1945-1991: Cold War world Wiki

Gheorghe Gheorghiu-Dej (Romanian pronunciation: [ˈɡe̯orɡe ɡe̯orˈɡi.u deʒ]; November 8, 1901 – March 19, 1965) was the communist leader of Romania from 1947 until his death in 1965.

On 30 December 1947, Gheorghiu-Dej and Prime Minister Petru Groza forced King Michael of Romania to abdicate. Years later, the First Secretary of the Party of Labour of Albania, Enver Hoxha alleged that Gheorghiu-Dej personally pulled a gun on Michael and threatened to kill him unless he gave up the throne.

Soviet influence in Romania under Joseph Stalin favored Gheorghiu-Dej, largely seen as a local leader with strong Marxist-Leninist principles. The economic influence of the Soviet Union was highlighted by the creation of the SovRom companies, which directed Romania's commercial exchanges towards unprofitable markets.

Up until Stalin's death and even afterwards, Gheorghiu-Dej did not amend repression policies (such as the works employing penal labor on the Danube-Black Sea Canal - a Stalinist Gulag-type decision which he had countersigned). At the same time, he was the main instigator of the assassination of Ștefan Foriș in 1946 and the arrest of Lucrețiu Pătrășcanu in 1948 - both of whom had been his rivals inside the Party's leadership.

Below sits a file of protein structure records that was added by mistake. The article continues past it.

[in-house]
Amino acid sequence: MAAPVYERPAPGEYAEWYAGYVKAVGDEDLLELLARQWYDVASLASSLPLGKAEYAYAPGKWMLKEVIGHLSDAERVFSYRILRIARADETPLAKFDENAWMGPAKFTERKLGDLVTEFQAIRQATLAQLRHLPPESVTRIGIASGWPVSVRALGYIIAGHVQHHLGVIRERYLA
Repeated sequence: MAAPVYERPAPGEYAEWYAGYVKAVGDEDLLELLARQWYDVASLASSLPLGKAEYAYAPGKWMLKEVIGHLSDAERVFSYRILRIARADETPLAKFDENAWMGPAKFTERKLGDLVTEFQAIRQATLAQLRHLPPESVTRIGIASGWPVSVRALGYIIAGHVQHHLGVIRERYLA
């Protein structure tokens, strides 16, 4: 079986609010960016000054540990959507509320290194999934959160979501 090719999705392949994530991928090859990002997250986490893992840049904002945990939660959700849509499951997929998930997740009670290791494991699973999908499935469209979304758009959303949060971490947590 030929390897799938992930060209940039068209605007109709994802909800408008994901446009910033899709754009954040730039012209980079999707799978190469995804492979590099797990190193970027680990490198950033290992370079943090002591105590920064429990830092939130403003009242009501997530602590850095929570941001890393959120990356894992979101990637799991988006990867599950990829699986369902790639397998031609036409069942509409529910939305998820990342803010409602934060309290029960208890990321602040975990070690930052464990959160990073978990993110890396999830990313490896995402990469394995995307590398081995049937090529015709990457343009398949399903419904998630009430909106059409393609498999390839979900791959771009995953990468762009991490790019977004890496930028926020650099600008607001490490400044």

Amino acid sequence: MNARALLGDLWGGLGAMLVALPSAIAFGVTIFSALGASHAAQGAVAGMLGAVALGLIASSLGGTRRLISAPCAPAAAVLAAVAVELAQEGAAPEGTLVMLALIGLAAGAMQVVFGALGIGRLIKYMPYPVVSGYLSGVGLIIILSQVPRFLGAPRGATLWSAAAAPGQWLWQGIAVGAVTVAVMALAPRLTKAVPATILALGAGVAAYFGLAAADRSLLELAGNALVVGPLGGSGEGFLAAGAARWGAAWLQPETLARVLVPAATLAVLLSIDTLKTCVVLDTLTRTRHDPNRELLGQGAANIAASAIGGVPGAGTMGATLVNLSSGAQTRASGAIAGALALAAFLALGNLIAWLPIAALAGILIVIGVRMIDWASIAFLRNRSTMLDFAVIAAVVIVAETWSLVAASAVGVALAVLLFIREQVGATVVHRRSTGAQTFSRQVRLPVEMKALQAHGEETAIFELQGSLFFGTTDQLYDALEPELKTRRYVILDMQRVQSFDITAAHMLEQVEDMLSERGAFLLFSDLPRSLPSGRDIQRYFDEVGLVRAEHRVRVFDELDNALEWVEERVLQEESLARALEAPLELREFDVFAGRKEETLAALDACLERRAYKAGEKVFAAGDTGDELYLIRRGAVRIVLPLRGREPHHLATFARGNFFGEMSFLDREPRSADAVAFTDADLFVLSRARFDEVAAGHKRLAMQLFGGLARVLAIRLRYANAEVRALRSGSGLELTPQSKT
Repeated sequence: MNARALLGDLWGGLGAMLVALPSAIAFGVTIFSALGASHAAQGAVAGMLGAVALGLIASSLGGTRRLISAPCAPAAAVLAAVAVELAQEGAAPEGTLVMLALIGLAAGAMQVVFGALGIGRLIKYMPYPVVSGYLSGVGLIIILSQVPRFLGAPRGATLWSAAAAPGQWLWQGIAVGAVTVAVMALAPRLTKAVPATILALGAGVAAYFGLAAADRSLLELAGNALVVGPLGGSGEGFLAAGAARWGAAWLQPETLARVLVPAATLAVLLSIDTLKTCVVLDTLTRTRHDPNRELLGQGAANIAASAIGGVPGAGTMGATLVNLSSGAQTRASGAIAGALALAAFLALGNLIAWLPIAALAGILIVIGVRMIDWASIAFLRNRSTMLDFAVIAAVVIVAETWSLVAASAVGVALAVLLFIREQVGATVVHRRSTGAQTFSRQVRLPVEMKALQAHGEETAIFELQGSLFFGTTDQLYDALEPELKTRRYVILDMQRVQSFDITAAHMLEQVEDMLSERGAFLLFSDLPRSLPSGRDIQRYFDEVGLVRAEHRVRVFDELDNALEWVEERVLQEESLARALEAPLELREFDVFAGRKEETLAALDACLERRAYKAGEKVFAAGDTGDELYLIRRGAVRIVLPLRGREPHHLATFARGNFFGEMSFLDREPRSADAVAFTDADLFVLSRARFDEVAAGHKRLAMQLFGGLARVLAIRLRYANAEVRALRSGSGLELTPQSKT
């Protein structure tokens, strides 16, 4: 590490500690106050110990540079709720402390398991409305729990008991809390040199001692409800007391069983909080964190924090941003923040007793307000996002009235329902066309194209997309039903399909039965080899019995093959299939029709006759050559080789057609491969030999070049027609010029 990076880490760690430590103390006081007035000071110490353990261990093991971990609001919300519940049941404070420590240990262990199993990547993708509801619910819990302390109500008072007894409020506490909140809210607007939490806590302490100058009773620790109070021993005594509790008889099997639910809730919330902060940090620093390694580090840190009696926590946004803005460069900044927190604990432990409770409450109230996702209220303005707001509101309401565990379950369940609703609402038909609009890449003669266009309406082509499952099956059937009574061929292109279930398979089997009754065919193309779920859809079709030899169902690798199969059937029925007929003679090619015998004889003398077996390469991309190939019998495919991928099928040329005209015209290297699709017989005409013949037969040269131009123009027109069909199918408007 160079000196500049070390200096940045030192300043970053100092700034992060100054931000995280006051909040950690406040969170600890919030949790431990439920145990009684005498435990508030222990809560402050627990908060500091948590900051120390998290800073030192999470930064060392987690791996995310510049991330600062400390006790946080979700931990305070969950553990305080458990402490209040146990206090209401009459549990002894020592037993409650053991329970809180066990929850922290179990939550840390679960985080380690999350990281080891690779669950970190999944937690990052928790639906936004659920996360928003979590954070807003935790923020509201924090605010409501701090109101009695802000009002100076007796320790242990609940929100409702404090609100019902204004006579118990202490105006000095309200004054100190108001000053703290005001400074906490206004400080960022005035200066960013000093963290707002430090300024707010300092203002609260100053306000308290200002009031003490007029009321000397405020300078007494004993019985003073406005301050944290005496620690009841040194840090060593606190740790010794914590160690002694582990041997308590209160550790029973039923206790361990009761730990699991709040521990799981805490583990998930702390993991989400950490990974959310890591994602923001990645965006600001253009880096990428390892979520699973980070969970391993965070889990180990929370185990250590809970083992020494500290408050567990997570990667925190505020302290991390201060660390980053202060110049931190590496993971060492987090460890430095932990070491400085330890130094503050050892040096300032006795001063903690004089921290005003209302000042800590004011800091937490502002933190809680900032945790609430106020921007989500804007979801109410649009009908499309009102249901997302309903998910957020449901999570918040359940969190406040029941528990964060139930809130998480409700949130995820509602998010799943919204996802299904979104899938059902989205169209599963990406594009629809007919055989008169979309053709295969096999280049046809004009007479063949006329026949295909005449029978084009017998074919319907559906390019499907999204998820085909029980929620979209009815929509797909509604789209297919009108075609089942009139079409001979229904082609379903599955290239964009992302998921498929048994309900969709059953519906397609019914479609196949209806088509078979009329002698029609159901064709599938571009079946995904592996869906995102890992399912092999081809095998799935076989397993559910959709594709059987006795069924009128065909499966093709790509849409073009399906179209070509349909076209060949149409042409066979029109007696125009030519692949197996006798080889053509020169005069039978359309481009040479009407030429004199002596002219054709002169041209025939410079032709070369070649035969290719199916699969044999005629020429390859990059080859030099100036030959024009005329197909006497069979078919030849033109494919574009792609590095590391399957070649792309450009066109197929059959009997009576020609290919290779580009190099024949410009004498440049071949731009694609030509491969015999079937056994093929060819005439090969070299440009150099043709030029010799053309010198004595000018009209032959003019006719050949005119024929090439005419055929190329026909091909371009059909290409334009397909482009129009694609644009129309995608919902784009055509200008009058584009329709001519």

Gheorghiu-Dej briefly gave up the first secretaryship of the Communist Party in 1954 to Gheorghe Apostol, retaining the premiership he had held since 1952. However, he was still the actual leader of Romania, and he regained the party leadership in 1955. In 1961, he became president of the newly created State Council, making him de jure head of state. He was already de facto head of state by virtue of his party post.

Gheorghiu-Dej was at first unsettled by Nikita Khrushchev's reforms and the process of De-Stalinization. He then became the architect of Romania's semi-autonomous foreign and economic policy within the Warsaw Pact and the Comecon in the late 1950s, notably by initiating the creation of a heavy industry which went against Soviet directions for the Eastern Bloc as a whole (e.g. the new large-scale steel plant in Galați, which relied on iron resources imported from India and Australia). Romania under Gheorghiu-Dej was considered one of the loyal among the Soviet satellites

Romania joined the wave of repression after the 1956 Hungarian Revolution - incidentally, Hungarian leader Imre Nagy was shortly detained on Romanian soil.

More information on the English [1] and Romanian [2] Wikipedia pages. The Encyclopaedia Britannica page is [3].